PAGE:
The Accidental Activist: Calle 13's Residente Says His Fiery Politics Are Just 'Social Causes'

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Calle 13’s front man rapper, René Pérez, better known as “Residente,” was getting ready to perform this past weekend before tens of thousands of fans in Chile.

He and his band are on a Latin American tour, promoting their new “Multi-Viral” album.

But the next stop on the tour was already very much on his mind.

“We want to go to Ecuador to visit the zone where the indigenous people are, to learn about the Chevron situation.”

— Calle 13's Residente

Residente said he and his band – which includes his stepbrother, Eduardo Cabra Martínez, a.k.a., "Visitante" – plan to go to the Ecuadorian Amazon, to the region where activists and villagers are trying to get damages from oil giant Chevron for decades of pollution in the area that they claim has damaged the environment and endangered the lives of the indigenous people who live there.

“We want to go to Ecuador to visit the zone where the indigenous people are, to learn about the Chevron situation,” Residente told Fox News Latino in a telephone interview from Chile. “We want to educate ourselves about what has happened, what is happening, and how we can help, perhaps with a social campaign or through our music.”

For Residente, entwining music and social activism is par for the course.

The album's title track, “Multi-Viral,” features a spoken-word part by WikiLeaks’ Julian Assange as well as Palestinian artist Kamilya Jubran, whose music also has embraced activism.

“It’s not political, though many people have distorted what I do and said it’s politically-focused,” said Residente, who is 36 and was born in Puerto Rico. “They’re social causes.”

His comments and actions often have made waves, which Residente says is fine with him.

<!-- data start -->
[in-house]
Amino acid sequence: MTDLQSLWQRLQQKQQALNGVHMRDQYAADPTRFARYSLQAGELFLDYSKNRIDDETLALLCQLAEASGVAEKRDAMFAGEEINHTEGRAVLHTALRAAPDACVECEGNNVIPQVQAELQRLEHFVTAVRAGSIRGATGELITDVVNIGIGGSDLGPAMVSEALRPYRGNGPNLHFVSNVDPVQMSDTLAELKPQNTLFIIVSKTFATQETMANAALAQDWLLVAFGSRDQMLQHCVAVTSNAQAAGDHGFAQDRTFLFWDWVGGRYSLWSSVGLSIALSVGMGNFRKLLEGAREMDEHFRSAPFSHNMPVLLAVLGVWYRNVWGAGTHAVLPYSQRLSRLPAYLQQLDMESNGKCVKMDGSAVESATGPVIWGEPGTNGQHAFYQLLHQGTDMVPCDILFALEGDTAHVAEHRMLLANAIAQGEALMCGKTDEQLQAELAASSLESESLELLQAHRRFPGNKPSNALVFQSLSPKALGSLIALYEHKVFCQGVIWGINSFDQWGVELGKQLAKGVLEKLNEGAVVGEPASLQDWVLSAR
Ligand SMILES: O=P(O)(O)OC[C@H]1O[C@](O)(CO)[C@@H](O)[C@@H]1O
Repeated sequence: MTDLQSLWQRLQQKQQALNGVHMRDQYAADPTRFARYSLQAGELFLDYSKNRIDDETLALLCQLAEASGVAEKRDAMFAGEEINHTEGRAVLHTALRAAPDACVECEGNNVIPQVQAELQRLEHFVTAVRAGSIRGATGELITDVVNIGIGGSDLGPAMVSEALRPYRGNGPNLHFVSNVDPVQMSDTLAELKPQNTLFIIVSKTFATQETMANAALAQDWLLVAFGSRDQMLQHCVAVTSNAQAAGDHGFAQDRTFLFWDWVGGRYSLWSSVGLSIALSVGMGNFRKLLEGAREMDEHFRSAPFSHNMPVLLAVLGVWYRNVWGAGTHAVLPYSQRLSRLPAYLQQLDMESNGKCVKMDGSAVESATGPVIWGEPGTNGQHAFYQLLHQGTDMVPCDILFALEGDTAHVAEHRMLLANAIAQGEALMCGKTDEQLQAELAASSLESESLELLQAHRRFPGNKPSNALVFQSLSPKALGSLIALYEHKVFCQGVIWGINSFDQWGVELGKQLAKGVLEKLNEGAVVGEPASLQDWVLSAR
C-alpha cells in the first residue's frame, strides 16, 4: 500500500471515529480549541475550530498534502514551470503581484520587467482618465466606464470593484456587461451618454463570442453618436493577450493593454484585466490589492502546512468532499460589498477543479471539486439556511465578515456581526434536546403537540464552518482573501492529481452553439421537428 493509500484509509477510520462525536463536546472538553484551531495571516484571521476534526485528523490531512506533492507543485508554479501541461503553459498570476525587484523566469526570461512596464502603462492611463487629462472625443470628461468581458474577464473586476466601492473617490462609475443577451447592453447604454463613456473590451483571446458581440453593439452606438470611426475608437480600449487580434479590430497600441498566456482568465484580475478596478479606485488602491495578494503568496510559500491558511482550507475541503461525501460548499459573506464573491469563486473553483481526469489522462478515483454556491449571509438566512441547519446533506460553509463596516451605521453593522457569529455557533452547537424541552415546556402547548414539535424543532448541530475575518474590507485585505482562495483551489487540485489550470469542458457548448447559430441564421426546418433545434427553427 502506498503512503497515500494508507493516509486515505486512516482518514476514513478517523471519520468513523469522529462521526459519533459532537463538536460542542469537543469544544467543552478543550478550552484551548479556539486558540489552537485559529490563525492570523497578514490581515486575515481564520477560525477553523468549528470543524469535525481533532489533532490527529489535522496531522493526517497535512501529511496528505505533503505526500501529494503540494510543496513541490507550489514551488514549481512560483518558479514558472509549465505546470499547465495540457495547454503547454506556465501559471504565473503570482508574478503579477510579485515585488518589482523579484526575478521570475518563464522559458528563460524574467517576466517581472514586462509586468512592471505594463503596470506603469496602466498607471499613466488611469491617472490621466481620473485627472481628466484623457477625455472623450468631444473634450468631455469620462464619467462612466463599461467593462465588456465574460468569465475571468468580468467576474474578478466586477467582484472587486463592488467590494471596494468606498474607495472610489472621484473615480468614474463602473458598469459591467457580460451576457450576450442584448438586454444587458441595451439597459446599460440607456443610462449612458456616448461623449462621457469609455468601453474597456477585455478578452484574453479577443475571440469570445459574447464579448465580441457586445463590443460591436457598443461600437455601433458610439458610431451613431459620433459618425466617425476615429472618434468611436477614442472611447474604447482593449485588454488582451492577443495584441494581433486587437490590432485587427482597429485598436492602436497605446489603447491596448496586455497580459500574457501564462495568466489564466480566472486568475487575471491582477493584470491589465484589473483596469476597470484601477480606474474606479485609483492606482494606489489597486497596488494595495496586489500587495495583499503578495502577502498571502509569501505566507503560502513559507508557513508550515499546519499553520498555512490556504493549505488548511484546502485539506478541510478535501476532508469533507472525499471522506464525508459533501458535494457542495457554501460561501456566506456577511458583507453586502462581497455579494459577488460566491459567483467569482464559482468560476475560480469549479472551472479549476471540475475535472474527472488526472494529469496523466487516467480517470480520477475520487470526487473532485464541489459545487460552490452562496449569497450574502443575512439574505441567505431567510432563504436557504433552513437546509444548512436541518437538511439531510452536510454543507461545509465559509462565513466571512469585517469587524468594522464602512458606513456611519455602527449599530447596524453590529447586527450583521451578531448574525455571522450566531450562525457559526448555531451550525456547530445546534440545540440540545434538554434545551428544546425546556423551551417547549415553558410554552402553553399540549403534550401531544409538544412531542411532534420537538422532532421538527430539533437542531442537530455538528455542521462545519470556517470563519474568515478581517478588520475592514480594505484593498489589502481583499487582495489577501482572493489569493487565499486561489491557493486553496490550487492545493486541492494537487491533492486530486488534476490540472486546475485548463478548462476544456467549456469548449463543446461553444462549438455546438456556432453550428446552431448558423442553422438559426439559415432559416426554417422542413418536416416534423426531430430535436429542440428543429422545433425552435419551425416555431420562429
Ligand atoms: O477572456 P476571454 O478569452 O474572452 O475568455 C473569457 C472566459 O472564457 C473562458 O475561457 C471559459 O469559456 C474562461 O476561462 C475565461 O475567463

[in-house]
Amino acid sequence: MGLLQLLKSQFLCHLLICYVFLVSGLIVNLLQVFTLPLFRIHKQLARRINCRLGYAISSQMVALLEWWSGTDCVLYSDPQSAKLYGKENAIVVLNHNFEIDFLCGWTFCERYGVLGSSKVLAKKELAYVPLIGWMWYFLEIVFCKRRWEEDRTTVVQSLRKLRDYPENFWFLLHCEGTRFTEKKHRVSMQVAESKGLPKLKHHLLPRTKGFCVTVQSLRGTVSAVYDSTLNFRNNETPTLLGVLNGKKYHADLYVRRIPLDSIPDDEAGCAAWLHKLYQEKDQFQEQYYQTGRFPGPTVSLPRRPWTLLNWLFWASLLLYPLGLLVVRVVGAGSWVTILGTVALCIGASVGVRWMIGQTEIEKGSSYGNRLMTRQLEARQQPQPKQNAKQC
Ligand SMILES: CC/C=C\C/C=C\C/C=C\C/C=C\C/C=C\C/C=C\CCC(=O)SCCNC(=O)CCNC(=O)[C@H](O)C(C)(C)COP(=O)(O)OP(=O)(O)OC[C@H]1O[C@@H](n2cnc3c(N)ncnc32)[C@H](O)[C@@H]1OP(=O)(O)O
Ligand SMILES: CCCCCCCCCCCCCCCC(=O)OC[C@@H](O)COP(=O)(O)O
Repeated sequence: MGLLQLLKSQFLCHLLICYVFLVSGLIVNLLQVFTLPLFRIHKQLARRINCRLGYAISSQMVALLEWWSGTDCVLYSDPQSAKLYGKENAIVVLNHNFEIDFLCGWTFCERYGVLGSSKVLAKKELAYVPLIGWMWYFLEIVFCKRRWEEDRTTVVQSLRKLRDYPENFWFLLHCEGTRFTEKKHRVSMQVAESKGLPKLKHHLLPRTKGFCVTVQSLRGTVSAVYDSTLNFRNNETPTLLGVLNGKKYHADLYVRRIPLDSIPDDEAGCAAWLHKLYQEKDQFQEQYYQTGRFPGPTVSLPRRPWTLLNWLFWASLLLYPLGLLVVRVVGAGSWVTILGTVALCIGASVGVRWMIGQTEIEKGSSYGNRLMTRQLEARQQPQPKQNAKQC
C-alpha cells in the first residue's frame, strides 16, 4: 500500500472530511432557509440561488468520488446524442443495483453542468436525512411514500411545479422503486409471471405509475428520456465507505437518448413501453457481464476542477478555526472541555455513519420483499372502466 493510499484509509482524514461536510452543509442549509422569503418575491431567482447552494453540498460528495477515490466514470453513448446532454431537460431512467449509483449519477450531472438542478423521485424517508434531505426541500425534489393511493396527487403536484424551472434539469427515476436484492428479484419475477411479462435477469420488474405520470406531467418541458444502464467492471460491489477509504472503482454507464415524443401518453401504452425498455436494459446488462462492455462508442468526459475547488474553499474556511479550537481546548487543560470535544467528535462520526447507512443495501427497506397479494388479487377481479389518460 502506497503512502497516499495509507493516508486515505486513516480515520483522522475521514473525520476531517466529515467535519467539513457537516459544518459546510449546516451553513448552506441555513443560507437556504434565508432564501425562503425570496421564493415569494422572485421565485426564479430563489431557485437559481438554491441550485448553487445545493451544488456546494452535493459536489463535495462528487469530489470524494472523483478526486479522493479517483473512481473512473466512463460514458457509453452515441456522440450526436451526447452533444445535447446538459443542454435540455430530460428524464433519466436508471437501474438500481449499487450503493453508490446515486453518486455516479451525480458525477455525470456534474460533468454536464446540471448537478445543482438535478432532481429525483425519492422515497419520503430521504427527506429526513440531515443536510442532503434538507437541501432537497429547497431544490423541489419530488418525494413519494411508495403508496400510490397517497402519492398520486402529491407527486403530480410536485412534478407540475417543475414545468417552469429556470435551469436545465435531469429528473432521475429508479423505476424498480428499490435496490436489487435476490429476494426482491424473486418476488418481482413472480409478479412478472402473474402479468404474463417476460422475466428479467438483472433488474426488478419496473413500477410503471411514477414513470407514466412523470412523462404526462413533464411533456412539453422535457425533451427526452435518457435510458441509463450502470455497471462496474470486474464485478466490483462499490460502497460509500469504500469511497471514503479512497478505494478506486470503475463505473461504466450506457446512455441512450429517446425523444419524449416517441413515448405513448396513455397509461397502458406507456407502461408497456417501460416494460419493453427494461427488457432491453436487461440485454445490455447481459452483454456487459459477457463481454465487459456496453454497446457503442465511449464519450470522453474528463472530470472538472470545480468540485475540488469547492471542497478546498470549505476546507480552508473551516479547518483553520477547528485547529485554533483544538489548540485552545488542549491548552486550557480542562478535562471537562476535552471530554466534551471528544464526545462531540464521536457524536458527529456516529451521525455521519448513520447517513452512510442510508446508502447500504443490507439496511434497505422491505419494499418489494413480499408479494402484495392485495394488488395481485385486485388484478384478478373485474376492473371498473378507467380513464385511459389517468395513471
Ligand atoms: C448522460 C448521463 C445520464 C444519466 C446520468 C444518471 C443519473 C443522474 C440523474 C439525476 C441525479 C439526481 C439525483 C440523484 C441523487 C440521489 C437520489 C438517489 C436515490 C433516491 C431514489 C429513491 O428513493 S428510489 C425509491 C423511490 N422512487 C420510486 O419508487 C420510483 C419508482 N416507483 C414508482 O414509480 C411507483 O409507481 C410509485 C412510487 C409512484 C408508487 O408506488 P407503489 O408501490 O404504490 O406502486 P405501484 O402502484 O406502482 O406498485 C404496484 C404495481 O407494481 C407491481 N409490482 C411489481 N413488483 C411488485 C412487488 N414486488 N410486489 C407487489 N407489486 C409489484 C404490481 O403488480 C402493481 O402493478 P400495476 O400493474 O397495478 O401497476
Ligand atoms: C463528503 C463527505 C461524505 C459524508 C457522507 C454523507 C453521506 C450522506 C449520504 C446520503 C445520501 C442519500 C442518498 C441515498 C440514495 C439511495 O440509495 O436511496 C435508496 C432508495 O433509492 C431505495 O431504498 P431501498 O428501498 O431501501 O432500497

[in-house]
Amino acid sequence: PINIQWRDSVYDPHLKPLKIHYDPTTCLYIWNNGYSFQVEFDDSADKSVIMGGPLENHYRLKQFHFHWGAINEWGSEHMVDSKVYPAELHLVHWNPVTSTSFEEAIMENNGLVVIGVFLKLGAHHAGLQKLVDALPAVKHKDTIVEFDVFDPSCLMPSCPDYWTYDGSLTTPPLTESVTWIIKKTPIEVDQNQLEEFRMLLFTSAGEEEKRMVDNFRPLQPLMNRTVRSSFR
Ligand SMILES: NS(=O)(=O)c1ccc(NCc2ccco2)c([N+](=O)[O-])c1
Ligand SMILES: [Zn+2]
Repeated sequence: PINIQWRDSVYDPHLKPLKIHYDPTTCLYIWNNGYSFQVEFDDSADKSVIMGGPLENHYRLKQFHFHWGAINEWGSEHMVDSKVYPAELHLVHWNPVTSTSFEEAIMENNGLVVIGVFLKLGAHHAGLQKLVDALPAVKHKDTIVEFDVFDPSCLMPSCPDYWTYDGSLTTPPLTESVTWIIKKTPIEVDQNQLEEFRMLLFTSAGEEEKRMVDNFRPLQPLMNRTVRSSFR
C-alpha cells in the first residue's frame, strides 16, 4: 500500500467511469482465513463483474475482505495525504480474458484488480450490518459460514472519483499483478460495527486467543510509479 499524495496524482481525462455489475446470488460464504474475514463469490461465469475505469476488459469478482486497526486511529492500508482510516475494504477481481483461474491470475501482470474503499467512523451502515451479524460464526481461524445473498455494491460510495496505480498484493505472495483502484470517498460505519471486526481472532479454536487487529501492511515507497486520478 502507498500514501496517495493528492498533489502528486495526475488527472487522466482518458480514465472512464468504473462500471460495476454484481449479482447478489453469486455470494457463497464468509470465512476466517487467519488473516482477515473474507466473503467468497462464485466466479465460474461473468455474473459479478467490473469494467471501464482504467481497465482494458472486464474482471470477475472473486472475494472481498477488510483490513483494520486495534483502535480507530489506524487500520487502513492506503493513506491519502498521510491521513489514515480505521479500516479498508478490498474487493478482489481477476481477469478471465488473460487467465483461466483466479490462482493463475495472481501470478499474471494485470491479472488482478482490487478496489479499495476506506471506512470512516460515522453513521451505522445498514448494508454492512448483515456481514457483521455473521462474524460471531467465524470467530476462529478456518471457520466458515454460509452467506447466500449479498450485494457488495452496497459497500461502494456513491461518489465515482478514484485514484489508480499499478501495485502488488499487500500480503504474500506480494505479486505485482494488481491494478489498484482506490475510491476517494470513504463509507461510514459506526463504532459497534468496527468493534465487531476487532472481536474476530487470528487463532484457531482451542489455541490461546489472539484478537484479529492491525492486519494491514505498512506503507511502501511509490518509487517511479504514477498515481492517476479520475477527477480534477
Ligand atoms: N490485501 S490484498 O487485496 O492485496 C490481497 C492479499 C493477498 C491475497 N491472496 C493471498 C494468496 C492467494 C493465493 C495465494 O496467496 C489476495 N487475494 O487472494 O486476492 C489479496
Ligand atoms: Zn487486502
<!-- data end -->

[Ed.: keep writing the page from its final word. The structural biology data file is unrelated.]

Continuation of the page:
Several years ago, while hosting the MTV Latin America Awards, Residente ruffled a lot of feathers when he said, “Latin America is incomplete without a free Puerto Rico.” He called then-Gov. Luis Fortuño a “son of a bitch” for laying off 25,000 public employees.

He also wore different T-shirts that bore provocative messages, which he said came from tweets he had received from fans, saying such things as "Uribe Paramilitary" – referring to former Colombian President Alvaro Uribe – and saying that Honduras’ President Roberto Micheletti “rhymes with Pinocheti,” a play on the name of former Chilean strongman, Augusto Pinochet.

“People said those were message from me, about how I felt,” Residente said. “But they were other people’s messages. I was just a board carrying these messages.”

Calle 13 had a concert cancelled after that, and Fortuño criticized Residente, saying he had disrespected Puerto Ricans.

Residente remains unfazed by the darts critics aim his way.

“I’ve managed the criticism, the controversy,” he told Fox News Latino, “Calle 13, we are very clear with our messages, our personal constitution, our convictions.”

All told, he said, he didn't start out planning to be an activist.

“It started when one person at a concert, a long time ago, asked us to talk about something on the stage, to let people know about a problem.”

“I don’t even remember what it was, but then it happened again, and it was two people,” he said, “then it happened again, and it was dozens, then we had hundreds and thousands of people asking us to bring awareness to a social issue in their country.”